Monday, March 24, 2008
electronic intifada http://news.yahoo.com/s/nm/20080317/wr_nm/settlers_palestinians_facebook_dc
In response, Palestinian Facebook users mobilized to create their own groups, including "Action against Facebook delisting "PALESTINE" as a country / Hometown" (link) and "Protest Facebook's categorisation of Israeli settlements as 'Israel'" (link). As with any online dispute that mirrors a real-world conflict, new groups are created and membership in these groups fluctuates constantly.
In response to all of this sound and fury, Facebook's response was largely practical - it now allows residents of affected settlements to choose whether they are in Israel or Palestine. Brandee Barker, Facebook's director of communications emailed Reuters to explain that "Facebook users in the Israeli West Bank settlements of Maale Adumim, Beitar Illit, and Ariel can now choose between Israel and Palestine." According to Barker, residents of the major West Bank city of Hebron, home to over 150,000 Palestinians and less than 1000 Israelis, may also select their country in the same manner. All in all, at present 18 settlements have this feature, with many more added in the near future.
Ulimately, Facebook's decision to put the choice in the hands of its users is an effective means of side-stepping the conflict. Rather than insert itself on one side or the other, Facebook has simply delegated the details to the users themselves. Since the country listing is largely meaningless outside of the narrow confines of Facebook identity and groups, there are literally no real-world consequences to this policy, at least as far as the Israel-Palestine conflict is concerned.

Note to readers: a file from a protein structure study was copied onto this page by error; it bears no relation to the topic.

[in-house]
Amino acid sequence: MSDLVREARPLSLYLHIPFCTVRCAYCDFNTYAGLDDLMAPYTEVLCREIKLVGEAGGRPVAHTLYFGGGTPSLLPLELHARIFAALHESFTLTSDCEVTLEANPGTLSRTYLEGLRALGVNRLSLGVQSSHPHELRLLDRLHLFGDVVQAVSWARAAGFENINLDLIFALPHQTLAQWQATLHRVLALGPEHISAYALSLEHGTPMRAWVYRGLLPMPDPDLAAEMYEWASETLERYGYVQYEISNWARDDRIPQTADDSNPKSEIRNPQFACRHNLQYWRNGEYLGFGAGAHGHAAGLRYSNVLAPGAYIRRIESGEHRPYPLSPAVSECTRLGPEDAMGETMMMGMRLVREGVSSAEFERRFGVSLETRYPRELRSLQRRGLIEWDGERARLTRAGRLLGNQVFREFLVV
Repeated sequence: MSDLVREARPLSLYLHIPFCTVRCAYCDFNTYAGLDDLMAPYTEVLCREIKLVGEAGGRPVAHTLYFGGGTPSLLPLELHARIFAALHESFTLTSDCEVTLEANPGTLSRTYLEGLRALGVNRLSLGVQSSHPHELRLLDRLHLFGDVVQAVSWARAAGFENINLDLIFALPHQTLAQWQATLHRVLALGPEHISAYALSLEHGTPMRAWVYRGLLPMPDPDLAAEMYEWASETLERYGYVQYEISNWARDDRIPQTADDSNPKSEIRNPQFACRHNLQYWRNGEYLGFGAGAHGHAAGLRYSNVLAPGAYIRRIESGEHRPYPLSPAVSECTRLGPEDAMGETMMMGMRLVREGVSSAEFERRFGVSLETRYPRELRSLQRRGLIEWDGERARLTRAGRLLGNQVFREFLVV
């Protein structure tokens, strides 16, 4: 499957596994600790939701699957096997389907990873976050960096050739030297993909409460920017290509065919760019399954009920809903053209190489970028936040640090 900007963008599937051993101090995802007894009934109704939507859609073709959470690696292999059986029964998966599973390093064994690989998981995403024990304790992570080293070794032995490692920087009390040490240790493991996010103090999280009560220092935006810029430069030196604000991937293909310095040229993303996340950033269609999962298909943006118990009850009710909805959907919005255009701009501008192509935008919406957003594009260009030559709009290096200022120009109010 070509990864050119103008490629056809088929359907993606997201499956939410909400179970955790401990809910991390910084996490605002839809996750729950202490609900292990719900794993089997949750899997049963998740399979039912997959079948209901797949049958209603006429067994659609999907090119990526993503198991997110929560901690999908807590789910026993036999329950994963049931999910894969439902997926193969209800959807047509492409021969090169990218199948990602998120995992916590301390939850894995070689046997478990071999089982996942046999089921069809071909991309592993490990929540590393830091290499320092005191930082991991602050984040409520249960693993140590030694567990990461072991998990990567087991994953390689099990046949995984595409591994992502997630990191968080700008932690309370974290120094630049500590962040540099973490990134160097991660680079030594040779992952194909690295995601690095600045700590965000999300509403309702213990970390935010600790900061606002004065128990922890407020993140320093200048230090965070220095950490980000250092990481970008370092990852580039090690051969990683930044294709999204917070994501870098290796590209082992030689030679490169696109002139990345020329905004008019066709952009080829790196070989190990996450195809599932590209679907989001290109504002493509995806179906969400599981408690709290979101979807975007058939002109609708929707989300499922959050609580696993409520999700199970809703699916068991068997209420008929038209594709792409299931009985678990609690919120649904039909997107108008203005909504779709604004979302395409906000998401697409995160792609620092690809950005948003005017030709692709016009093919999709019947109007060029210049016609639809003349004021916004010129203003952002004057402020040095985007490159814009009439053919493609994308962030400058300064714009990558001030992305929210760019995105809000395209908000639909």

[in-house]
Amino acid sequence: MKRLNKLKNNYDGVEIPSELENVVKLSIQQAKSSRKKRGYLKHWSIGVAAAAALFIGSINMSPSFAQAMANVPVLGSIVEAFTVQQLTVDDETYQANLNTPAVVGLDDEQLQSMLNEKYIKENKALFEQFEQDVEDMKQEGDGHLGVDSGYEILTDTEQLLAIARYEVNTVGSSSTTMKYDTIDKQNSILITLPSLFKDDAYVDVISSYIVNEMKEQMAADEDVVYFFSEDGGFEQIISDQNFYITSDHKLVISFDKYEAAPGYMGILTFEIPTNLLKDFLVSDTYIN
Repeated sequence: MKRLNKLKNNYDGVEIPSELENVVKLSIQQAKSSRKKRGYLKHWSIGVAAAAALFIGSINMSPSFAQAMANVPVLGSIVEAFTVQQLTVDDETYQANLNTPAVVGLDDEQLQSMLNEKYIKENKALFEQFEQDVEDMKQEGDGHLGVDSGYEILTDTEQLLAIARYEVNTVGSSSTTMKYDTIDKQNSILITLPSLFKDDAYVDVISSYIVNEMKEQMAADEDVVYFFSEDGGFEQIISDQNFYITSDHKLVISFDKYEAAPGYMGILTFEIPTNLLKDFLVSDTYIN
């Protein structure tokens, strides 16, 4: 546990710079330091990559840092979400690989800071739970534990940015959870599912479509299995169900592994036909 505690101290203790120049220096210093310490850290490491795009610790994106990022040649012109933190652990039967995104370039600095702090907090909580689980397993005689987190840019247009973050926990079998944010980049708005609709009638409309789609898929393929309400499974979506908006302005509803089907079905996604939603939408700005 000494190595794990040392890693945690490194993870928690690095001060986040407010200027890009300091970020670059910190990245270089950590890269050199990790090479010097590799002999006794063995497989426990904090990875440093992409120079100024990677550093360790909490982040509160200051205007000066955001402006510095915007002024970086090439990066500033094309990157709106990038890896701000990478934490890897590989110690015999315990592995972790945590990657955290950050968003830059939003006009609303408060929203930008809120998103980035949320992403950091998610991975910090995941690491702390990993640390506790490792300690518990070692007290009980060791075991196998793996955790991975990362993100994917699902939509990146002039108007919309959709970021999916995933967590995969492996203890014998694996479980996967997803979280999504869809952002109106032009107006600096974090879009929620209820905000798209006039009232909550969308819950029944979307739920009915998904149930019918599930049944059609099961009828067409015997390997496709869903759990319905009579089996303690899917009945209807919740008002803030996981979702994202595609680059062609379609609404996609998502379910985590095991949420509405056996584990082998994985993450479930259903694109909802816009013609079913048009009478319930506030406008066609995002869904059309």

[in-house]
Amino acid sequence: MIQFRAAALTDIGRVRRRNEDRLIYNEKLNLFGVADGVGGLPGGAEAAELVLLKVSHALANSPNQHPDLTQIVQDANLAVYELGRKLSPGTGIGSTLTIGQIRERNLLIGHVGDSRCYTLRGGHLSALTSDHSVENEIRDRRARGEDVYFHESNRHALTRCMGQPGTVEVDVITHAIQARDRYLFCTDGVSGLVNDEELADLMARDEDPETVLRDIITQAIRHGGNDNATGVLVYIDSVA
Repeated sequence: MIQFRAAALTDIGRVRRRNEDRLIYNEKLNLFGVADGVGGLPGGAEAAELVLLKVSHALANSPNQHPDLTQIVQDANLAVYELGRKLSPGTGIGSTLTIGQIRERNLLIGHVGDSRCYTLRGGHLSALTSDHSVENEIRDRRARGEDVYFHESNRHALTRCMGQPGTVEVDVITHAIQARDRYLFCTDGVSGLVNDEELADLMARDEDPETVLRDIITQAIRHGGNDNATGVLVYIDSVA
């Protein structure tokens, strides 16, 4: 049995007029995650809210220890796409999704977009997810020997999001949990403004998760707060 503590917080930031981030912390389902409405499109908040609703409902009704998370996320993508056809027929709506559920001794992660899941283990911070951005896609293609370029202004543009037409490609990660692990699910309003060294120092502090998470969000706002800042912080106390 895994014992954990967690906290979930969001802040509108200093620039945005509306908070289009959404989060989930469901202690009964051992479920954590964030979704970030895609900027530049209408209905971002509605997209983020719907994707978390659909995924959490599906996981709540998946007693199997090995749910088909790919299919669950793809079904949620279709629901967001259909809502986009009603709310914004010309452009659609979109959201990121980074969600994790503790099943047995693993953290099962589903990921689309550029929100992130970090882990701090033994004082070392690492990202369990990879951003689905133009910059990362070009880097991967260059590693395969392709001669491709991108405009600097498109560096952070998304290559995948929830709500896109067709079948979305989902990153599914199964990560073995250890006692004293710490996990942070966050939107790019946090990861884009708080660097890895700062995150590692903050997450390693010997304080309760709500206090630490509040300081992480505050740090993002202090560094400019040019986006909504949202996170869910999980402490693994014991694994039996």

However, a precedent has now been set, one in which residents of Kosovo, Tibet, Taiwan, or even The Republic of Texas might someday theoretically invoke. Having established that its users' country location is partially subjective, Facebook will no doubt be forced to revisit the issue as other disputes from the real world interject themselves into Facebook's walled garden. Clearly, Facebook will need to establish some sort of procedure for future claimants. Unlike its users, however, Facebook is subject to political pressures as it enacts such policies.
For example, at present Facebook users are free to select Taipei, taiwan as their city of residence, but what if China demands that such users be classified as Chinese rather than Taiwanese? China has considerably more leverage over Facebook than Israel's settlers do, and the user-centric approach that Facebook has adopted for the I-P conflict may simply not be practical in such a scenario. Were Facebook to refuse, China might simply bar Facebook from the Chinese internet entirely, leaving a void in which Chinese websites like Xiaonei.com or Zhanzuo.com are poised to fill (the latter which Facebook is in negotiations to acquire). Global technology firms like Google and Yahoo have already been compelled to kowtow to Chinese dictates on user access and content filtering. At stake are hundreds of millions of users, a market that no global Internet company can afford to write off.
In the real world, the ongoing Israeli-palestinian conflict is a festering sore upon the global order, one that drives all manner of secondary ill effects and crises. It seems that online, the conflict is destined to play the same role.
As Facebook navigates these projections of the real world into the virtual space, it will be breaking new ground, that all global Internet communities would be well-advised to monitor carefully.
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Obama 2008 - I want my country back
Nation-Building was founded by Aziz Poonawalla in August 2002 under the name Dean Nation. Dean Nation was the very first weblog devoted to a presidential candidate, Howard Dean, and became the vanguard of the Dean netroot phenomenon, raising over $40,000 for the Dean campaign, pioneering the use of Meetup, and enjoying the attention of the campaign itself, with Joe Trippi a regular reader (and sometime commentor). Howard Dean himself even left a comment once. Dean Nation was a group weblog effort and counts among its alumni many of the progressive blogsphere's leading talent including Jerome Armstrong, Matthew Yglesias, and Ezra Klein. After the election in 2004, the blog refocused onto the theme of "purple politics", formally changing its name to Nation-Building in June 2006. The primary focus of the blog is on articulating purple-state policy at home and pragmatic liberal interventionism abroad.